PIERCE MASON BUTLER was born in Mount Willing, Edgefield District, South Carolina. He attended Moses Waddel’s Academy in Abbeville, South Carolina. Appointed a Second Lieutenant in the U.S. Army in 1818, he rose to the rank of Captain, resigning his commission in 1829. He went on to enter the banking profession, becoming president of the State Bank of South Carolina. He signed the Nullification Ordinance of 1832 that proclaimed South Carolina’s nullification of federal tariff laws, and he was elected a trustee of South Carolina College in 1833. During the Seminole War, he was a Lieutenant Colonel in the South Carolina Militia, returning to Columbia in 1836. After being elected governor, he sought to mend fences in the state that had been damaged during the now-resolved nullification controversy. In addition, he appointed a commission to survey-and make recommendations for improvements to-South Carolina’s public school system. And he supported the proposed Louisville, Cincinnati & Charleston Railroad, intended to link South Carolina with Kentucky and Ohio and improve relations between the south and the west. After leaving office, Butler was appointed U.S. agent to an Indian tribe, a post from which he resigned in 1846 due to ill health. At the outbreak of the Mexican War he was appointed Colonel of the Palmetto Regiment of South Carolina Volunteers. He was killed in the Battle of Churubusco, Mexico, and his body was returned to Edgefield District, South Carolina for burial.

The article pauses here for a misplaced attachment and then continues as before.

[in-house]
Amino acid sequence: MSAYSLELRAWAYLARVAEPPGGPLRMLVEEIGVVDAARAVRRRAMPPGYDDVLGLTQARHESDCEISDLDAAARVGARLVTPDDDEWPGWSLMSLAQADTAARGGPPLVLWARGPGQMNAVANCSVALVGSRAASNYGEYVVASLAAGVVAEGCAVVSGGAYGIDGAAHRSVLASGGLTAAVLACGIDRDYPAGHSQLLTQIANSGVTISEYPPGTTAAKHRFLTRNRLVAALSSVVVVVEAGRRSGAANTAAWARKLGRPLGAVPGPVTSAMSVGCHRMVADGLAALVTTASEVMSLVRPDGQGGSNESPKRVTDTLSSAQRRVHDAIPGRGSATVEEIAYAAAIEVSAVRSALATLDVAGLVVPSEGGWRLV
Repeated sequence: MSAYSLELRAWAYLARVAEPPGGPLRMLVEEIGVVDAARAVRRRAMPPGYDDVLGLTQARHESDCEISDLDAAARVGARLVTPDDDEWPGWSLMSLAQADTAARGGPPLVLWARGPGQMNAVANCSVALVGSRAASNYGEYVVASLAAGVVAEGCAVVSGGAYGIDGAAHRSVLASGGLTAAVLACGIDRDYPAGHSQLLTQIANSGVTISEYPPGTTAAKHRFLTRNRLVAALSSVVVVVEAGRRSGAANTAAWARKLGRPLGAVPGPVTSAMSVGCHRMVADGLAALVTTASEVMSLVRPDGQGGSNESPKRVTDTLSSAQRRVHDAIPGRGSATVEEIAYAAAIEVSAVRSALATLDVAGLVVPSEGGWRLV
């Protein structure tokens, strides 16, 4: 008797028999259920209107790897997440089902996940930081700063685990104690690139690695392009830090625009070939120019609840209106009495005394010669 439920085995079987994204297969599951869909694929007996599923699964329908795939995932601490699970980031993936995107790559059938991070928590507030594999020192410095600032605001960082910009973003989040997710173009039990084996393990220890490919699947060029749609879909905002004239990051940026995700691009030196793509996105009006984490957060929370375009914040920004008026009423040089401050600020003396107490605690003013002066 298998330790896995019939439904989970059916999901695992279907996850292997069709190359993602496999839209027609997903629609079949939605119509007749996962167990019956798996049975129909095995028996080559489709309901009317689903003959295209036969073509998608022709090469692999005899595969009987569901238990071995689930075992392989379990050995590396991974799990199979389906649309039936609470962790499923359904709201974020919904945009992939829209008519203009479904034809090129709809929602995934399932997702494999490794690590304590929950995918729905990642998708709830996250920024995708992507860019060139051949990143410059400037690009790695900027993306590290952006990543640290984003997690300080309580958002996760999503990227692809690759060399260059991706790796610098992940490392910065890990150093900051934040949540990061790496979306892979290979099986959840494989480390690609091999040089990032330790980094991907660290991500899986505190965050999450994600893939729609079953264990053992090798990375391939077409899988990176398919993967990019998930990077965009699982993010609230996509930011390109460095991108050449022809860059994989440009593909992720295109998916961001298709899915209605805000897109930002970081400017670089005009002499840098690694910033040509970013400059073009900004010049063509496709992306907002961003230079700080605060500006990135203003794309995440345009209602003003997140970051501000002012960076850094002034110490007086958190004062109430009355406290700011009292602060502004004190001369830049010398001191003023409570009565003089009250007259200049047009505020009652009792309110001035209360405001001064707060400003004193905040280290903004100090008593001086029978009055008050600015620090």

Sobel, Robert, and John Raimo, eds. Biographical Directory of the Governors of the United States, 1789-1978, Vol. 4. Westport, CT: Meckler Books, 1978. 4 vols.
The National Cyclopaedia of American Biography, Vol. 12. New York: James T. White & Company.